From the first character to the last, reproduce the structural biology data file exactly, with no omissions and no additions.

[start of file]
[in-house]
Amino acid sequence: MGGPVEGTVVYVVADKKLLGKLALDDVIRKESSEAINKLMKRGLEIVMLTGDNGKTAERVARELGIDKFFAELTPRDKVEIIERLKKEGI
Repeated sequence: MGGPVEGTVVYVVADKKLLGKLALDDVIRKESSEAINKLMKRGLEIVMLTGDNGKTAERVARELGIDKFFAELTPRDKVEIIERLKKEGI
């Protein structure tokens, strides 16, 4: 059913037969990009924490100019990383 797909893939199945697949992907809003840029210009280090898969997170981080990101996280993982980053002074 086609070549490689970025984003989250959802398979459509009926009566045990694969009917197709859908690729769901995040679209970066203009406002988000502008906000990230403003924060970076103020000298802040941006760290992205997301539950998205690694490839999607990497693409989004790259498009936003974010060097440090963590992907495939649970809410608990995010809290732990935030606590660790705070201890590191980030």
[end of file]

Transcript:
[in-house]
Amino acid sequence: MGGPVEGTVVYVVADKKLLGKLALDDVIRKESSEAINKLMKRGLEIVMLTGDNGKTAERVARELGIDKFFAELTPRDKVEIIERLKKEGI
Repeated sequence: MGGPVEGTVVYVVADKKLLGKLALDDVIRKESSEAINKLMKRGLEIVMLTGDNGKTAERVARELGIDKFFAELTPRDKVEIIERLKKEGI
């Protein structure tokens, strides 16, 4: 059913037969990009924490100019990383 797909893939199945697949992907809003840029210009280090898969997170981080990101996280993982980053002074 086609070549490689970025984003989250959802398979459509009926009566045990694969009917197709859908690729769901995040679209970066203009406002988000502008906000990230403003924060970076103020000298802040941006760290992205997301539950998205690694490839999607990497693409989004790259498009936003974010060097440090963590992907495939649970809410608990995010809290732990935030606590660790705070201890590191980030």